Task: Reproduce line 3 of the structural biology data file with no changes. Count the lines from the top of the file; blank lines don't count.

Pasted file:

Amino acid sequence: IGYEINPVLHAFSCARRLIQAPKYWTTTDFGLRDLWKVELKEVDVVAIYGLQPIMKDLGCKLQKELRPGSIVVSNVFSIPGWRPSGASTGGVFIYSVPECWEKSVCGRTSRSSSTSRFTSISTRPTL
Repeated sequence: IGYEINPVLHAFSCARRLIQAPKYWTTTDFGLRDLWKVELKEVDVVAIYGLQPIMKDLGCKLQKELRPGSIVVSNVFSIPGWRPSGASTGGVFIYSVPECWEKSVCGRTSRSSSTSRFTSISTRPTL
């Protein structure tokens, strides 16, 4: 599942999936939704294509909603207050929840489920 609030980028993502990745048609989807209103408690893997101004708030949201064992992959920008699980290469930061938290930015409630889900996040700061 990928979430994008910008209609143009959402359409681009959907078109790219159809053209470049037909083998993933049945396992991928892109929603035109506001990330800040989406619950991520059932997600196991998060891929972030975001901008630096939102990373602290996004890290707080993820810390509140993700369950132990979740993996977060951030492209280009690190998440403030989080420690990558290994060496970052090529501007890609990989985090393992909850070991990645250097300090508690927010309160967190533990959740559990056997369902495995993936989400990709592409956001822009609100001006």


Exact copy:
């Protein structure tokens, strides 16, 4: 599942999936939704294509909603207050929840489920 609030980028993502990745048609989807209103408690893997101004708030949201064992992959920008699980290469930061938290930015409630889900996040700061 990928979430994008910008209609143009959402359409681009959907078109790219159809053209470049037909083998993933049945396992991928892109929603035109506001990330800040989406619950991520059932997600196991998060891929972030975001901008630096939102990373602290996004890290707080993820810390509140993700369950132990979740993996977060951030492209280009690190998440403030989080420690990558290994060496970052090529501007890609990989985090393992909850070991990645250097300090508690927010309160967190533990959740559990056997369902495995993936989400990709592409956001822009609100001006």